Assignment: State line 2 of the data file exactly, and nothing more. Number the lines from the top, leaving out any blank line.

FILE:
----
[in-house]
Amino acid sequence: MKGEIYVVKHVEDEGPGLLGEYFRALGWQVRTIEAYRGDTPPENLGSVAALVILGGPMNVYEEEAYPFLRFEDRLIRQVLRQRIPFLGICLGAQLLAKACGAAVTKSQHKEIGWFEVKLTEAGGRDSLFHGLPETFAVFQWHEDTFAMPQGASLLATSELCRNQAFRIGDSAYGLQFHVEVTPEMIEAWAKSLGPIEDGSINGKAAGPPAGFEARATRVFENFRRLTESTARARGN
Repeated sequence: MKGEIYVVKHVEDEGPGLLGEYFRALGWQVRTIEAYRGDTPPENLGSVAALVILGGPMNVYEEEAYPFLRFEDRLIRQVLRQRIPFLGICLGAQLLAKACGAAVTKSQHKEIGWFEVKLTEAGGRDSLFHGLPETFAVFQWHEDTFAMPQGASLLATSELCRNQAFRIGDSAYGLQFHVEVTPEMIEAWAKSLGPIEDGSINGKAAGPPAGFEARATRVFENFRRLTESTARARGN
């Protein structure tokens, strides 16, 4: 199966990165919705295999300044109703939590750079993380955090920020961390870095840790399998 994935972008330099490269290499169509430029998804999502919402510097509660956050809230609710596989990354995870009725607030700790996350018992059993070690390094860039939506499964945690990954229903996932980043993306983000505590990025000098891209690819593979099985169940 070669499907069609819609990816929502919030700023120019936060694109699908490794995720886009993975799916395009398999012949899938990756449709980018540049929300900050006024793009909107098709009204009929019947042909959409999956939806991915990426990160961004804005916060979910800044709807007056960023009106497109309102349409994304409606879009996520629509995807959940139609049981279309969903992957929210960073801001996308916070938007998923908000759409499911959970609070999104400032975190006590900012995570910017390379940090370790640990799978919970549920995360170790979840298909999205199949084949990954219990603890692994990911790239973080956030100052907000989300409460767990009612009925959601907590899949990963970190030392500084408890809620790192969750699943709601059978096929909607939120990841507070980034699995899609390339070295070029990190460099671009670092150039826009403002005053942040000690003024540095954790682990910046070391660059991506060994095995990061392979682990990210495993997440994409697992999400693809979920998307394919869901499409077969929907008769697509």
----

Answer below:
Amino acid sequence: MKGEIYVVKHVEDEGPGLLGEYFRALGWQVRTIEAYRGDTPPENLGSVAALVILGGPMNVYEEEAYPFLRFEDRLIRQVLRQRIPFLGICLGAQLLAKACGAAVTKSQHKEIGWFEVKLTEAGGRDSLFHGLPETFAVFQWHEDTFAMPQGASLLATSELCRNQAFRIGDSAYGLQFHVEVTPEMIEAWAKSLGPIEDGSINGKAAGPPAGFEARATRVFENFRRLTESTARARGN